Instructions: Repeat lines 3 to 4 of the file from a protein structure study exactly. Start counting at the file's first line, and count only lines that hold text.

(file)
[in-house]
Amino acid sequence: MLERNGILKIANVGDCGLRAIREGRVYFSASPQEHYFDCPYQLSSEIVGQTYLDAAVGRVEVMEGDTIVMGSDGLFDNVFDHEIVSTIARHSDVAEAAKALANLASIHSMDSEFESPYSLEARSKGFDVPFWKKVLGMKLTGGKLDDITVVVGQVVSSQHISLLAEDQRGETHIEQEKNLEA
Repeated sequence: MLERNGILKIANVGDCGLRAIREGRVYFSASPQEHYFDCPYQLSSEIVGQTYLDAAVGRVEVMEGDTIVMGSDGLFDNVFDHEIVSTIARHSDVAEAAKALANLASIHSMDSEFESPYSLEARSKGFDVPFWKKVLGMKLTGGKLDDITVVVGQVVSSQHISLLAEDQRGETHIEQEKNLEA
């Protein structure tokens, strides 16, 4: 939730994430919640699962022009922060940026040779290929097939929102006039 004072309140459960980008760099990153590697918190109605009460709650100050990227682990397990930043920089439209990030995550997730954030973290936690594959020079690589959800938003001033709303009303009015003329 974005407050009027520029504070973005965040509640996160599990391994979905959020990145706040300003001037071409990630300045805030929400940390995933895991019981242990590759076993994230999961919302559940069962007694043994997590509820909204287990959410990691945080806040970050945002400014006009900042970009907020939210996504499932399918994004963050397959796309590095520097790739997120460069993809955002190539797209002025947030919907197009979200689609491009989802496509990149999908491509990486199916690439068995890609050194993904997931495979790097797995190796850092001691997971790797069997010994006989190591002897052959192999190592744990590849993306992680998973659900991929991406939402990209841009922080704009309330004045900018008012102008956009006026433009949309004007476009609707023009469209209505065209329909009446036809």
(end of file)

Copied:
Repeated sequence: MLERNGILKIANVGDCGLRAIREGRVYFSASPQEHYFDCPYQLSSEIVGQTYLDAAVGRVEVMEGDTIVMGSDGLFDNVFDHEIVSTIARHSDVAEAAKALANLASIHSMDSEFESPYSLEARSKGFDVPFWKKVLGMKLTGGKLDDITVVVGQVVSSQHISLLAEDQRGETHIEQEKNLEA
């Protein structure tokens, strides 16, 4: 939730994430919640699962022009922060940026040779290929097939929102006039 004072309140459960980008760099990153590697918190109605009460709650100050990227682990397990930043920089439209990030995550997730954030973290936690594959020079690589959800938003001033709303009303009015003329 974005407050009027520029504070973005965040509640996160599990391994979905959020990145706040300003001037071409990630300045805030929400940390995933895991019981242990590759076993994230999961919302559940069962007694043994997590509820909204287990959410990691945080806040970050945002400014006009900042970009907020939210996504499932399918994004963050397959796309590095520097790739997120460069993809955002190539797209002025947030919907197009979200689609491009989802496509990149999908491509990486199916690439068995890609050194993904997931495979790097797995190796850092001691997971790797069997010994006989190591002897052959192999190592744990590849993306992680998973659900991929991406939402990209841009922080704009309330004045900018008012102008956009006026433009949309004007476009609707023009469209209505065209329909009446036809």